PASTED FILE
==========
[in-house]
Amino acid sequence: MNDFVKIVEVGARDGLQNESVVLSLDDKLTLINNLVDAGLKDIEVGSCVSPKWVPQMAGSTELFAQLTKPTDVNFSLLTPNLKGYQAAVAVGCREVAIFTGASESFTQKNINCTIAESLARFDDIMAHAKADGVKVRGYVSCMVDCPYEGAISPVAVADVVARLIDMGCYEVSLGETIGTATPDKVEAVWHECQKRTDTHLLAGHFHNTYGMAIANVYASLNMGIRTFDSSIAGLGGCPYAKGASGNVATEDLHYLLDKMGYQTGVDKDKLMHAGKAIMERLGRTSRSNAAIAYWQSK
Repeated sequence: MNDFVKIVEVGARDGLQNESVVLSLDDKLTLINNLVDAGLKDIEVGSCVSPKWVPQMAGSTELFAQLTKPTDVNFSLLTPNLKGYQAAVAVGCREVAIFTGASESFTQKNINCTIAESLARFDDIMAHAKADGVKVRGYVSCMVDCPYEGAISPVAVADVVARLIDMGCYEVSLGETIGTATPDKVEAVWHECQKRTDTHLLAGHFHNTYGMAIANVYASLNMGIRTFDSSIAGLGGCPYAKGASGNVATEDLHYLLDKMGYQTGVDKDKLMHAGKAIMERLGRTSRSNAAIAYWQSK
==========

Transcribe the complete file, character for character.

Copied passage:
[in-house]
Amino acid sequence: MNDFVKIVEVGARDGLQNESVVLSLDDKLTLINNLVDAGLKDIEVGSCVSPKWVPQMAGSTELFAQLTKPTDVNFSLLTPNLKGYQAAVAVGCREVAIFTGASESFTQKNINCTIAESLARFDDIMAHAKADGVKVRGYVSCMVDCPYEGAISPVAVADVVARLIDMGCYEVSLGETIGTATPDKVEAVWHECQKRTDTHLLAGHFHNTYGMAIANVYASLNMGIRTFDSSIAGLGGCPYAKGASGNVATEDLHYLLDKMGYQTGVDKDKLMHAGKAIMERLGRTSRSNAAIAYWQSK
Repeated sequence: MNDFVKIVEVGARDGLQNESVVLSLDDKLTLINNLVDAGLKDIEVGSCVSPKWVPQMAGSTELFAQLTKPTDVNFSLLTPNLKGYQAAVAVGCREVAIFTGASESFTQKNINCTIAESLARFDDIMAHAKADGVKVRGYVSCMVDCPYEGAISPVAVADVVARLIDMGCYEVSLGETIGTATPDKVEAVWHECQKRTDTHLLAGHFHNTYGMAIANVYASLNMGIRTFDSSIAGLGGCPYAKGASGNVATEDLHYLLDKMGYQTGVDKDKLMHAGKAIMERLGRTSRSNAAIAYWQSK